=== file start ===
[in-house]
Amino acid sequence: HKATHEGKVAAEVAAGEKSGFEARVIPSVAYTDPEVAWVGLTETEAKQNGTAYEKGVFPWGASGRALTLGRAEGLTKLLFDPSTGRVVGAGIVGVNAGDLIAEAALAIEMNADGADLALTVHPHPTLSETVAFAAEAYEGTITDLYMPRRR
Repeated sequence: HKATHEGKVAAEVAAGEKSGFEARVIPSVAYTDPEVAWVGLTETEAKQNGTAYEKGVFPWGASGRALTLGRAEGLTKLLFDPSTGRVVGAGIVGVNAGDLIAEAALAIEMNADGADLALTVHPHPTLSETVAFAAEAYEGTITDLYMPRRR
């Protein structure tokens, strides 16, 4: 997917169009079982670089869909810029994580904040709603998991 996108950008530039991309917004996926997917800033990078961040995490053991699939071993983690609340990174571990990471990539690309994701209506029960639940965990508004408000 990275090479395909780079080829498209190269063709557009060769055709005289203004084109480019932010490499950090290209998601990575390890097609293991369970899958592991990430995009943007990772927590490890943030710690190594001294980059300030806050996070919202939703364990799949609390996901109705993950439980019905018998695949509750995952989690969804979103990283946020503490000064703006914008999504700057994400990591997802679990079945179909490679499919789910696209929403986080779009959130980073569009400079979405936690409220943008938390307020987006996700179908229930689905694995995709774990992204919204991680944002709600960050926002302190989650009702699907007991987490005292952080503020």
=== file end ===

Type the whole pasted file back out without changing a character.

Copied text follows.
[in-house]
Amino acid sequence: HKATHEGKVAAEVAAGEKSGFEARVIPSVAYTDPEVAWVGLTETEAKQNGTAYEKGVFPWGASGRALTLGRAEGLTKLLFDPSTGRVVGAGIVGVNAGDLIAEAALAIEMNADGADLALTVHPHPTLSETVAFAAEAYEGTITDLYMPRRR
Repeated sequence: HKATHEGKVAAEVAAGEKSGFEARVIPSVAYTDPEVAWVGLTETEAKQNGTAYEKGVFPWGASGRALTLGRAEGLTKLLFDPSTGRVVGAGIVGVNAGDLIAEAALAIEMNADGADLALTVHPHPTLSETVAFAAEAYEGTITDLYMPRRR
């Protein structure tokens, strides 16, 4: 997917169009079982670089869909810029994580904040709603998991 996108950008530039991309917004996926997917800033990078961040995490053991699939071993983690609340990174571990990471990539690309994701209506029960639940965990508004408000 990275090479395909780079080829498209190269063709557009060769055709005289203004084109480019932010490499950090290209998601990575390890097609293991369970899958592991990430995009943007990772927590490890943030710690190594001294980059300030806050996070919202939703364990799949609390996901109705993950439980019905018998695949509750995952989690969804979103990283946020503490000064703006914008999504700057994400990591997802679990079945179909490679499919789910696209929403986080779009959130980073569009400079979405936690409220943008938390307020987006996700179908229930689905694995995709774990992204919204991680944002709600960050926002302190989650009702699907007991987490005292952080503020």